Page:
Monday, 26 November 2018

A 3D-printed case for the RX6R

FrSky's latest RX6R receiver is tiny, yet it offers excellent range. On paper, it's perfect for F3F. There's just one thing: it comes with a cardboard wrapper, which offers little protection and is awkward to handle. Maybe okay for a foamie, but definitely for my Stribog...

RX6R with flimsy wrapper. Note exposed conductors!

... So I decided to make a proper case for it, as my first 3D printing project! To keep the dimensions small, the case would completely replace the wrapper. There would be an access hole for the bind button, however for simplicity there would be no access to the multi-function socket (which I didn't intend to use anyway).

RX6R case version 1

The first task was to model the case in the computer. For this I chose TinkerCad, an entry level CAD program which generates industry standard STL files. TinkerCad is free and runs in a browser. Thanks to some good tutorials I soon had something resembling a case:

TinkerCad work in progress

As I didn't yet have my own printer, I took the STL file to friend and local printer guru Pete Houghton. He turned the design into G-code (via Simplify3D slicer software) which was then fed to his 3D printer. In less than 15 minutes, my little case had taken shape from under the nozzle.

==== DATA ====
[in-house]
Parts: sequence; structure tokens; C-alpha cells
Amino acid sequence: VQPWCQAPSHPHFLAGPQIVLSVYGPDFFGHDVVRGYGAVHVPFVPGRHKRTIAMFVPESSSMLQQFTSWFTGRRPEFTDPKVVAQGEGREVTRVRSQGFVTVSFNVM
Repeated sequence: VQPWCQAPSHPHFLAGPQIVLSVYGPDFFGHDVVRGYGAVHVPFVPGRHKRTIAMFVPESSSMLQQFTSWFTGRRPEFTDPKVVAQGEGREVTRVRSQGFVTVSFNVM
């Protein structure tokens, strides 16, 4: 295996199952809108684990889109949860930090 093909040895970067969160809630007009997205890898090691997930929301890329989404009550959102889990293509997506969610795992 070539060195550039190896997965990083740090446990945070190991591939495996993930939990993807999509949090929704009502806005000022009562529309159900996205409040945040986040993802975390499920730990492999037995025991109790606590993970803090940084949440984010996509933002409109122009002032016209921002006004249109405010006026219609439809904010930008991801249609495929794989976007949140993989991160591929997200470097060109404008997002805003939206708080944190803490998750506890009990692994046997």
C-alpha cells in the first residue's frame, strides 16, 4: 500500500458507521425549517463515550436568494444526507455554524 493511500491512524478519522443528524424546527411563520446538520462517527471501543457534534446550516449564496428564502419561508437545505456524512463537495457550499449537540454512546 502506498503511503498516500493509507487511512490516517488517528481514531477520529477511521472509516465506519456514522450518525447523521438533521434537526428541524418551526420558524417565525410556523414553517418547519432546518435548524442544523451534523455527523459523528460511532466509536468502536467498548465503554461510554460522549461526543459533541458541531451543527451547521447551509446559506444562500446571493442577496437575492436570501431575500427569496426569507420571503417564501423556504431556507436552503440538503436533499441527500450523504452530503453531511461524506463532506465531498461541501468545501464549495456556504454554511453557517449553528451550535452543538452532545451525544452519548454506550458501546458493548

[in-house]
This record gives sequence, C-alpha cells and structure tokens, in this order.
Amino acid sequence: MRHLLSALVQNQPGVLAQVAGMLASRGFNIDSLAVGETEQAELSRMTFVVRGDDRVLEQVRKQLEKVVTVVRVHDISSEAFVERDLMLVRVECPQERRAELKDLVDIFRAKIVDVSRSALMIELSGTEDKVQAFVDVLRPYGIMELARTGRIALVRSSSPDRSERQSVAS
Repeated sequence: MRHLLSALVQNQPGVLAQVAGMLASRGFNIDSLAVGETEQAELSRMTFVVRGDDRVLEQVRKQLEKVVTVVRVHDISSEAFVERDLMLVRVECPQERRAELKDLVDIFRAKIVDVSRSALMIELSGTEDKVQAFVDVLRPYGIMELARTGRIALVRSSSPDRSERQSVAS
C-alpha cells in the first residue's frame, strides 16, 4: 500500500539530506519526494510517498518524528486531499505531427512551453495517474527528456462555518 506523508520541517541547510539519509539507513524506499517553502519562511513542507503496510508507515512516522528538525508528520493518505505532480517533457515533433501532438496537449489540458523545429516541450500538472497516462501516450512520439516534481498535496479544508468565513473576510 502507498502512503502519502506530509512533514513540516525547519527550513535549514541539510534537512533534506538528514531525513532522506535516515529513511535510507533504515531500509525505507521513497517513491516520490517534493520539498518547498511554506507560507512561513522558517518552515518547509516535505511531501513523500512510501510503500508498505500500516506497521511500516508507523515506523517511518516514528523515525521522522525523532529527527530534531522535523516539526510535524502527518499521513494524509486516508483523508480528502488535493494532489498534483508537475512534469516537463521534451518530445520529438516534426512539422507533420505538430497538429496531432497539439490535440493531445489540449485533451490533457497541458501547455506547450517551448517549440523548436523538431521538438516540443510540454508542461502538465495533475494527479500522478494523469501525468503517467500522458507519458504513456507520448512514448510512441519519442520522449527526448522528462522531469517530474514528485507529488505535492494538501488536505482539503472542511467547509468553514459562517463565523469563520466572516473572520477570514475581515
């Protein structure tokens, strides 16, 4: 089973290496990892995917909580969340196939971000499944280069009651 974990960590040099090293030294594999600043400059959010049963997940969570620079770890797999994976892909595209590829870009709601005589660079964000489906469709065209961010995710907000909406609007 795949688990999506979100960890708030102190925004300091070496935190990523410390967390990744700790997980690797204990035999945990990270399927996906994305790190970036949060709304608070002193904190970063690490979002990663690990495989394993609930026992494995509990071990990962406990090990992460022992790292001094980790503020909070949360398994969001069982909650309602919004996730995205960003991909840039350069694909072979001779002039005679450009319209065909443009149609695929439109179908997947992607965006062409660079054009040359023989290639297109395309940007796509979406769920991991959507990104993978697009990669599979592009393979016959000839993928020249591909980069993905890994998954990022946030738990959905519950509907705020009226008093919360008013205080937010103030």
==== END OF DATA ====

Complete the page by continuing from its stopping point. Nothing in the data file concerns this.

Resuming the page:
First steps!

Magic! A milestone had been reached - and my appetite for 3D printing well and truly whetted.

RX6R case version 2 [updated 22 December 2018]

The first version was functional but the fit wasn't perfect, and it also looked a bit brick-like. So I decided to redesign it from scratch, this time using Fusion 360. This software has some cool features lacking in Tinkercad, for example you can add fillets and chamfers. Fusion 360 is free for non-commercial use. The learning curve is quite steep though.

Version 2 in Fusion 360. Note rounded vertical edges.

By now I had also acquired my own entry level printer. This allowed me to experiment at leisure, and after a couple of iterations I arrived at the final design:

Version 2 of the case

The last task was the easiest - installing the RX6R in the Stribog. The new receiver is much smaller than the X8R it replaces. This means it can lie flat across the top of fuselage, leaving lots of room underneath for the servo cables and some foam packing. A slight downside is that a Y-lead was required to share one of the servo outputs with the battery, however it was worth the extra few minutes with the soldering iron.

RX6R + case + Y-lead installed in Stribog. Red gismo next to servo is magnetic switch.

Download STL file

The STL file for the RX6R case is available on Thingiverse.

In conclusion

This little project has been a great intro to 3D printing - there is something rather satisfying about designing and printing a simple item which is genuinely useful. Even something as simple as this can throw up some interesting design and printing issues.

For anyone wanting to get started with 3D design, I can recommend TinkerCad, moving on to Fusion 360 as experience is gained. The videos by Angus Deveson ('Maker's Muse' on YouTube) are also well worth a look.

Meanwhile, my next project is rather more complex, it's this digital CG scale published by Olav Kalhovd.

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